“Speaking of Rome’s enemies, this is Arsaces of Parthia, the twenty-eighth of his name, called the King of kings and Lord of lords. Before ascending the throne, he was Artabanus, the third of his name.
“He sits uneasy on his throne – his predecessors have been deposed one after another. He is someone’s cousin or grandchild; it hardly matters to the Parthians. They like him for his lust for battle – he was raised among the nomadic tribes to the east.
“Arsaces sees visions of Parthia’s former glory. He imagines himself to be greater than the Caesars. He is not, Jesus. He will try, as have so many before him. His only hope is that Rome falls to infighting over Tiberius’ legacy. But he does not see this. He is arrogant to a fault, blinded by ambition. This makes him weak.”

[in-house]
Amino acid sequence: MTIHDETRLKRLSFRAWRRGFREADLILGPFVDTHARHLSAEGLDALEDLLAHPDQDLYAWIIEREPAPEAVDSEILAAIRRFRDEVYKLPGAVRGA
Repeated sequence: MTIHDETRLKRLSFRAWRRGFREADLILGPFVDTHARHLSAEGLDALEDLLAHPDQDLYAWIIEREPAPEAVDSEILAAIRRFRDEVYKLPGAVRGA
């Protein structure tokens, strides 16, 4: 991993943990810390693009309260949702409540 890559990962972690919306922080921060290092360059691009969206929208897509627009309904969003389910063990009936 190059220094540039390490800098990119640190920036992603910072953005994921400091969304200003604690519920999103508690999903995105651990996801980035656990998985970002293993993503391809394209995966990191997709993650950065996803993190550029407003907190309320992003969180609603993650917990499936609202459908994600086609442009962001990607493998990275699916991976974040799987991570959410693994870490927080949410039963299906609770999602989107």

The scene shifted again, this time to the Vandals and Visigoths to Rome’s North. Then again to the Franks, the Alamanni and Saxons far to the West.
In the South, Jesus saw the kingdom of Kush. “Kush has fought Rome and lost on more than one occasion. Her people are weary of war, willing to serve with the illusion of freedom, to embrace Rome’s peace if it is the only peace they can have.”
Village after village filled with peoples whose skin was dark as the night, speaking languages Jesus had never heard even in cosmopolitan Sepphoris. Nation after nation of proud kings, fearsome warriors, indecipherable politics. And each one, the Accuser named, explained, revealed hidden weaknesses.